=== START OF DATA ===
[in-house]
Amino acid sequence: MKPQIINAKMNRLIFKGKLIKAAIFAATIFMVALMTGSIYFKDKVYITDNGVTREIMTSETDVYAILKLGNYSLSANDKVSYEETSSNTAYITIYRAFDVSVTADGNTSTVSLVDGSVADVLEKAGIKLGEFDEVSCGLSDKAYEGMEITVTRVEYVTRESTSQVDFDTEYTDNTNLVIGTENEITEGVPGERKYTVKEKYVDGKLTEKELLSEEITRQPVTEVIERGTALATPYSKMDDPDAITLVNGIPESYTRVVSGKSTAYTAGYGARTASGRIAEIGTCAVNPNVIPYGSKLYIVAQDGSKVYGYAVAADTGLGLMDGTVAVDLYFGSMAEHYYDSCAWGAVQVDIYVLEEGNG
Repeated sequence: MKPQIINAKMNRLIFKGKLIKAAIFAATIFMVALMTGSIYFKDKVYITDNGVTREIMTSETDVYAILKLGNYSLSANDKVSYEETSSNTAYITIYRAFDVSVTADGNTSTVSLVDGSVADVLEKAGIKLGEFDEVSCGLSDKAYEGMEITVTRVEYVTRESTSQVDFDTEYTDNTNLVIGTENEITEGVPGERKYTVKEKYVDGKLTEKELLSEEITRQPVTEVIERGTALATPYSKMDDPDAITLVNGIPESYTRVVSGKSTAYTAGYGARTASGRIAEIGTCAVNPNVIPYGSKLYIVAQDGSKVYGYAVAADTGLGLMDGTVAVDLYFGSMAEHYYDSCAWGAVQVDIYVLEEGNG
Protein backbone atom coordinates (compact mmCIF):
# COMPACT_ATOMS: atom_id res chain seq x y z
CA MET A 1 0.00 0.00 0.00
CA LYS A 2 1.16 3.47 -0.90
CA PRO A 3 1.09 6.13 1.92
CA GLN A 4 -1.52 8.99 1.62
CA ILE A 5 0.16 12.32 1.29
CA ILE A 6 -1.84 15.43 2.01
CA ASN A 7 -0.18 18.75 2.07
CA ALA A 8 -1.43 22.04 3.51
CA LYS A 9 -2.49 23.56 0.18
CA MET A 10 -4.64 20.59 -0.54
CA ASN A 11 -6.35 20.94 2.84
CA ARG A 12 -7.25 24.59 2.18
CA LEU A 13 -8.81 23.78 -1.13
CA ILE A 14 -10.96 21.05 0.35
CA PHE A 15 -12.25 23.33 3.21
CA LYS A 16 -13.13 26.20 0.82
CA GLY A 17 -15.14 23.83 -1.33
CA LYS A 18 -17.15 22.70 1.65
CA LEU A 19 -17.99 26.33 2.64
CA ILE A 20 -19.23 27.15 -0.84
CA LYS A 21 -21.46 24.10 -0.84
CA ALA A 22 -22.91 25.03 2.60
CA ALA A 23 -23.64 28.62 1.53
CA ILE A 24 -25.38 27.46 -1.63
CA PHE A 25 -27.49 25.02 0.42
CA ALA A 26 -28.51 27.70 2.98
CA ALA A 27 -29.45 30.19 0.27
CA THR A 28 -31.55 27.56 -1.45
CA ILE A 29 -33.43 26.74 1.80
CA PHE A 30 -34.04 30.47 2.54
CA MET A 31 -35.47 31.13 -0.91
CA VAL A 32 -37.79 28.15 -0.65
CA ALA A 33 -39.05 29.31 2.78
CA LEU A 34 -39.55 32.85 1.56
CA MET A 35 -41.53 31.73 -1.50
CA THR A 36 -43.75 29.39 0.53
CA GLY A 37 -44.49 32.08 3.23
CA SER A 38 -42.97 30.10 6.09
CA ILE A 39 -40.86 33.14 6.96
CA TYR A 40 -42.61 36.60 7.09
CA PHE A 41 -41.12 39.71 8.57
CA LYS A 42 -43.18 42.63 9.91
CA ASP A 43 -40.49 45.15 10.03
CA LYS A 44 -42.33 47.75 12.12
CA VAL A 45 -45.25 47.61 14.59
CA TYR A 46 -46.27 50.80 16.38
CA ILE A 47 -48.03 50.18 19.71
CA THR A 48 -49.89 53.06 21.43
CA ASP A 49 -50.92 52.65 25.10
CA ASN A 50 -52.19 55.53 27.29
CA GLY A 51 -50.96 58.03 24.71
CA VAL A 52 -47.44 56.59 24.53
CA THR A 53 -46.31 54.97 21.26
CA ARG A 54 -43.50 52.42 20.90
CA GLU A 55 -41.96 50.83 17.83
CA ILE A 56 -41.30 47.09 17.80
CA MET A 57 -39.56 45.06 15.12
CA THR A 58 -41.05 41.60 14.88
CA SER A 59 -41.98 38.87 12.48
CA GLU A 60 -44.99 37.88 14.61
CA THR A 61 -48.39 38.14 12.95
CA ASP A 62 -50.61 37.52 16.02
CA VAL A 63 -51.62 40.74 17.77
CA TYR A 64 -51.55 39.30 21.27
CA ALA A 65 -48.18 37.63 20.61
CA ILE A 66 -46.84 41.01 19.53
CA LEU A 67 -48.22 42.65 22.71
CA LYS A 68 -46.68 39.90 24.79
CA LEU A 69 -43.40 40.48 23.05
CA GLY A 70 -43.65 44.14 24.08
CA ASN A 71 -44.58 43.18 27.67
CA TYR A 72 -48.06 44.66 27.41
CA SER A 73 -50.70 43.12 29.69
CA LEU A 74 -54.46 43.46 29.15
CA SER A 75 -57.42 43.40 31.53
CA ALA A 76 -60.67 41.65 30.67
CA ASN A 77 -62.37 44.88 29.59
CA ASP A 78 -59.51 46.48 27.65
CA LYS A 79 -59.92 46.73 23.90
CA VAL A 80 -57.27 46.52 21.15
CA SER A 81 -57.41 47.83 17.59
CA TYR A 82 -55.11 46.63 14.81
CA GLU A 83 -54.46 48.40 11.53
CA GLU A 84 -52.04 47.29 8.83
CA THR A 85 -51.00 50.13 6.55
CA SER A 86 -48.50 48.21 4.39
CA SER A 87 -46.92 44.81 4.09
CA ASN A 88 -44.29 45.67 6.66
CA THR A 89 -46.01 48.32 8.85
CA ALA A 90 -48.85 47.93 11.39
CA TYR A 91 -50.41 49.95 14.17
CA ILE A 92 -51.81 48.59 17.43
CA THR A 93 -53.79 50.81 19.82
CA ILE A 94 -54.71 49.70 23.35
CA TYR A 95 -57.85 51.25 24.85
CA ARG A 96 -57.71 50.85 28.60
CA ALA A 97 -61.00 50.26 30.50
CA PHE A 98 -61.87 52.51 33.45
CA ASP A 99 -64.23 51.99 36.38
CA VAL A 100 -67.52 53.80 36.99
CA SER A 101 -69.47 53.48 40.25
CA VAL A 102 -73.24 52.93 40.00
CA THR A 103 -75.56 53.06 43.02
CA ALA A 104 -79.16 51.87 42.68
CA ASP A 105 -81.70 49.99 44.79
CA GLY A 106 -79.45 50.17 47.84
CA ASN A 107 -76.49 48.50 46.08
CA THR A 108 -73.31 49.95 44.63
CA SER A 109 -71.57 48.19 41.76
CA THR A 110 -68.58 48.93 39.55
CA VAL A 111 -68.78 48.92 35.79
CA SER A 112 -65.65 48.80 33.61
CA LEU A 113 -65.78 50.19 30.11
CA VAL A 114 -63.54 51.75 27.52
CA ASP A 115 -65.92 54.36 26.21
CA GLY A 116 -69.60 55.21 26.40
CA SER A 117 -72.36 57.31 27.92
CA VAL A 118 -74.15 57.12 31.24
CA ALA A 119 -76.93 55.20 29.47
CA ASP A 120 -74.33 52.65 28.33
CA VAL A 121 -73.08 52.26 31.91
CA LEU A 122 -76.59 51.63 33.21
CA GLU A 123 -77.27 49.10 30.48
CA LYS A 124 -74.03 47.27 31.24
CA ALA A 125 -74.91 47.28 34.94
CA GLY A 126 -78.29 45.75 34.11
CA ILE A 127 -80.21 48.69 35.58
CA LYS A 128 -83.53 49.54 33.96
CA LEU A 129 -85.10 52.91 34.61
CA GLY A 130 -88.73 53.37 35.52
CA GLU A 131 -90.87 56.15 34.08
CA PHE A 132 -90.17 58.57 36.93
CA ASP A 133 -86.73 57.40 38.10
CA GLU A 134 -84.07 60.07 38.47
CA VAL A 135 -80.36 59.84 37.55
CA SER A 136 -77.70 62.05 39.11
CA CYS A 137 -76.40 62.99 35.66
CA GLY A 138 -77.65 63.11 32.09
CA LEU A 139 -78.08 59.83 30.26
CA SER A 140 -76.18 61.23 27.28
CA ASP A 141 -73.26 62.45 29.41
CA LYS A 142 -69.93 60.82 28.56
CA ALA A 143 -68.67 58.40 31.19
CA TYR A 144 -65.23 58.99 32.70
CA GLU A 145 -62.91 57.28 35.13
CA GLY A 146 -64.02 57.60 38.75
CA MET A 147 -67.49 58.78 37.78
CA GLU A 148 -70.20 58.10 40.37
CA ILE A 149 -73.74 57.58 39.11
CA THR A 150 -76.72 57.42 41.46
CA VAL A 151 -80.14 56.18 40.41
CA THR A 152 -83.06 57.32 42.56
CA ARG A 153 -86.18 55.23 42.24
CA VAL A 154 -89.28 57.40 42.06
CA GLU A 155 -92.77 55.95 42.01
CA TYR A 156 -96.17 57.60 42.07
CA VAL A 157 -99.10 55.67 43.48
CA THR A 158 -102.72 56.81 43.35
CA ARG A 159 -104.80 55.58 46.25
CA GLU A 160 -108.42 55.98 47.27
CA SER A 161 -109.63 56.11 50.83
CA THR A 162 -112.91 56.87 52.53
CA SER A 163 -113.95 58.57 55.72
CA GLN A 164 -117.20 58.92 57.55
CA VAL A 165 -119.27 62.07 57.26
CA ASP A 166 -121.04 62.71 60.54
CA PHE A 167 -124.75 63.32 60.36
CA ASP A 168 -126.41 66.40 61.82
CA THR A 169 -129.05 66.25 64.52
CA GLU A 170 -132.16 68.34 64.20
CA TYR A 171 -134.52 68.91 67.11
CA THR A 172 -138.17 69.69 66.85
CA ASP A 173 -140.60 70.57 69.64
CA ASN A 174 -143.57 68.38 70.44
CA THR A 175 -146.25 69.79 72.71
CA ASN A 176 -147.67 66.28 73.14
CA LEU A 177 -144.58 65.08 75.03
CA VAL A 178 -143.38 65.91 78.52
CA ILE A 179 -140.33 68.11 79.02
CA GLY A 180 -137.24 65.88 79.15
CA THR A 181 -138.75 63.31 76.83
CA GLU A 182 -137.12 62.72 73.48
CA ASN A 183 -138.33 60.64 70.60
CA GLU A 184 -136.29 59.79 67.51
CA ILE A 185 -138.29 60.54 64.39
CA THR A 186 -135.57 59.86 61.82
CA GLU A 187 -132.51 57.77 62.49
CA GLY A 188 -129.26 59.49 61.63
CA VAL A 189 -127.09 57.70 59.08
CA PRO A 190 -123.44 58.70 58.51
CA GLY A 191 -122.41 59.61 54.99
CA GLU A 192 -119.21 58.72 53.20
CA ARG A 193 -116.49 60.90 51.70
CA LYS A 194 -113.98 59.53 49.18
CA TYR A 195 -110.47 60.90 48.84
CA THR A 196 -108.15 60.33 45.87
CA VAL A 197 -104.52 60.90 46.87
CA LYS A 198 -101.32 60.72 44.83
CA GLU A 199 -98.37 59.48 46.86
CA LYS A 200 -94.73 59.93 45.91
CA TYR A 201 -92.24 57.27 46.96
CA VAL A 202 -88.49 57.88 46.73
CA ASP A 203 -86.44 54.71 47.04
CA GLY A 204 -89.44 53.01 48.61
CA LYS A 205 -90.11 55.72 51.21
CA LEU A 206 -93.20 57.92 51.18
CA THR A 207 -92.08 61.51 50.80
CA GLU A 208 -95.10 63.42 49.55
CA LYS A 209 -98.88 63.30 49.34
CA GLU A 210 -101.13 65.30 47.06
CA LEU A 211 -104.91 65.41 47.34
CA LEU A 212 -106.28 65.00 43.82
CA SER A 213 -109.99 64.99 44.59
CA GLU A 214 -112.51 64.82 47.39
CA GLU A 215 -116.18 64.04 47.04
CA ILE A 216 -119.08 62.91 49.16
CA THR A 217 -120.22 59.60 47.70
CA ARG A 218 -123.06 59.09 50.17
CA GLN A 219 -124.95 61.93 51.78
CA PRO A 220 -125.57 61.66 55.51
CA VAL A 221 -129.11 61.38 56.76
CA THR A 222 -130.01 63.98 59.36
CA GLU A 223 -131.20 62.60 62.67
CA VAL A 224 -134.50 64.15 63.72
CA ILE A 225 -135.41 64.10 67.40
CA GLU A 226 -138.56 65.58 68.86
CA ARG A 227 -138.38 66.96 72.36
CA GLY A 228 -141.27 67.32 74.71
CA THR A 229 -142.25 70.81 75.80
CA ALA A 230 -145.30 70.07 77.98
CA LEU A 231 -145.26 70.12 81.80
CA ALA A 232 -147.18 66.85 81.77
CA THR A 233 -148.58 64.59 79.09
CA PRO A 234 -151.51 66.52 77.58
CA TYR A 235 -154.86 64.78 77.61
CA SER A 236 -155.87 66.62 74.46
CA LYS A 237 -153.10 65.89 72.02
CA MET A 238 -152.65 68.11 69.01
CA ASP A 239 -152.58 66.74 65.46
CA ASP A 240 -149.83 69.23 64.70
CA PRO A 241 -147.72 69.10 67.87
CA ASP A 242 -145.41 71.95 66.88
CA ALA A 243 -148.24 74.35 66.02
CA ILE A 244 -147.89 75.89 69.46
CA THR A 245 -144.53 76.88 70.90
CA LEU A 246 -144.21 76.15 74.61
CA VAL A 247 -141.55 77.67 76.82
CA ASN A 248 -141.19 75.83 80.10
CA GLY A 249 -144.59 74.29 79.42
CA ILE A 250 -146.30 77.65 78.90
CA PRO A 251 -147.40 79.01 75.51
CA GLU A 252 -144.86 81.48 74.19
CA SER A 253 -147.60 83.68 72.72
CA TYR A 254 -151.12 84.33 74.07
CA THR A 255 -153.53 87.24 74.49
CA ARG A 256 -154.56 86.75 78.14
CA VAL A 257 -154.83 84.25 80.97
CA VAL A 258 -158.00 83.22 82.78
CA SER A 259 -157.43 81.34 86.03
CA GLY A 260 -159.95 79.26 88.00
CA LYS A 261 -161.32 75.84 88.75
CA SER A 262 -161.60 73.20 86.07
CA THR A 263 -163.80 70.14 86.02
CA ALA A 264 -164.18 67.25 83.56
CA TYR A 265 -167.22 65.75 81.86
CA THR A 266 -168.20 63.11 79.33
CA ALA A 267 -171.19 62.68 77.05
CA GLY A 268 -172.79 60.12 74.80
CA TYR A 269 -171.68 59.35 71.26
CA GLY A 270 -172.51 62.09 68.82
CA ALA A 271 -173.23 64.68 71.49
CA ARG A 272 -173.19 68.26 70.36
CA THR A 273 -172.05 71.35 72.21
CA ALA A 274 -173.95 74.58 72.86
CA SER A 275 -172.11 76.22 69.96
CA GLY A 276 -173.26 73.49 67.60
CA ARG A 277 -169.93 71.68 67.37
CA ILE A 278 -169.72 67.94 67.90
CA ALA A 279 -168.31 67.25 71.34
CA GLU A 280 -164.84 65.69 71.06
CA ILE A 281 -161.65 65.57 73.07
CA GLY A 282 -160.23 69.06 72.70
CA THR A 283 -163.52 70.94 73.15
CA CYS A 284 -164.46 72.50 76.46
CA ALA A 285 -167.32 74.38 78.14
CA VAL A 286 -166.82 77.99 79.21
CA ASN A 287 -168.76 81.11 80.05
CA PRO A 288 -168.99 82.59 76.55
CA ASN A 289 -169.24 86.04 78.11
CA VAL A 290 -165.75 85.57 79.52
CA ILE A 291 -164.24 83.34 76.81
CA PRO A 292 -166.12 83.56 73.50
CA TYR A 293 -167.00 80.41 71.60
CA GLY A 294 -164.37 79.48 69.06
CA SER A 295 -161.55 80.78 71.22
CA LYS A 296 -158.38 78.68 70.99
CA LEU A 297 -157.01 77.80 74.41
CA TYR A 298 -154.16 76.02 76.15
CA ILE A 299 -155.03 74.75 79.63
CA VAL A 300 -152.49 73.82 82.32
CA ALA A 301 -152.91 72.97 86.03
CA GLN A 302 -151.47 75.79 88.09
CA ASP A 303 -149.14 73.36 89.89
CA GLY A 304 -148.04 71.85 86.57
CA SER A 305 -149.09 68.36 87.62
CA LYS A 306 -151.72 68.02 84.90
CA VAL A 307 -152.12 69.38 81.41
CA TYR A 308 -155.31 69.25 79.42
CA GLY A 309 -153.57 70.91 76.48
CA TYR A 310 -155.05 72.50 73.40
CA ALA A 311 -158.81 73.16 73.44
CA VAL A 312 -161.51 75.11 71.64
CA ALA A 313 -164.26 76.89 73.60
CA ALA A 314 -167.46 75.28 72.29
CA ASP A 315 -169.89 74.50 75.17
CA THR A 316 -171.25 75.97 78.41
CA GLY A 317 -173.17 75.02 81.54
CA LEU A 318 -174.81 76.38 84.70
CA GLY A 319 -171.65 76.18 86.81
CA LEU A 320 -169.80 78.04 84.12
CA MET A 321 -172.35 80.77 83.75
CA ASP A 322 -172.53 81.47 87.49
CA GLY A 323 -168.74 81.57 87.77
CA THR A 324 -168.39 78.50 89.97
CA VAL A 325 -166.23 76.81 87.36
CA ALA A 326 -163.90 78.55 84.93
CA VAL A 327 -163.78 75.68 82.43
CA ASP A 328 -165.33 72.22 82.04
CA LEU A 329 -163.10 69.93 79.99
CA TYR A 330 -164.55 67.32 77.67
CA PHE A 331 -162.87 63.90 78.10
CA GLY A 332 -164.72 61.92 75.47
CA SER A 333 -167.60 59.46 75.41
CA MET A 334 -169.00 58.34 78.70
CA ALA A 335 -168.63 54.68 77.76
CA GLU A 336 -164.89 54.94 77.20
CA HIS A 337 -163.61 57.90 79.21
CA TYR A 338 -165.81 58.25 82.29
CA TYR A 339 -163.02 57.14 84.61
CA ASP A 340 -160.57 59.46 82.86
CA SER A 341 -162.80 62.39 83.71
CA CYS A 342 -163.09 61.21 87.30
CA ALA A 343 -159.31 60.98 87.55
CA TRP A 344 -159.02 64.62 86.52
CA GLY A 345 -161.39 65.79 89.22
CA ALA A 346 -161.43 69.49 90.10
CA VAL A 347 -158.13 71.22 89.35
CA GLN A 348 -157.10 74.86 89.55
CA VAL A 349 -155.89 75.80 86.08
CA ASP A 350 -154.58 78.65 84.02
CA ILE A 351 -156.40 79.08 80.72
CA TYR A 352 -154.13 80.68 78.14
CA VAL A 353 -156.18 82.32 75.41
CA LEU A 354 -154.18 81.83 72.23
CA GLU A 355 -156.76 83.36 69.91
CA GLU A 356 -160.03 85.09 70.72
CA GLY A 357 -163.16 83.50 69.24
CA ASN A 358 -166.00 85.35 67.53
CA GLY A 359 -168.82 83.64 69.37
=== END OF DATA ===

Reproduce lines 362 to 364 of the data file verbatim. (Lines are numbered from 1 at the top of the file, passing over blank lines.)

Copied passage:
CA GLY A 357 -163.16 83.50 69.24
CA ASN A 358 -166.00 85.35 67.53
CA GLY A 359 -168.82 83.64 69.37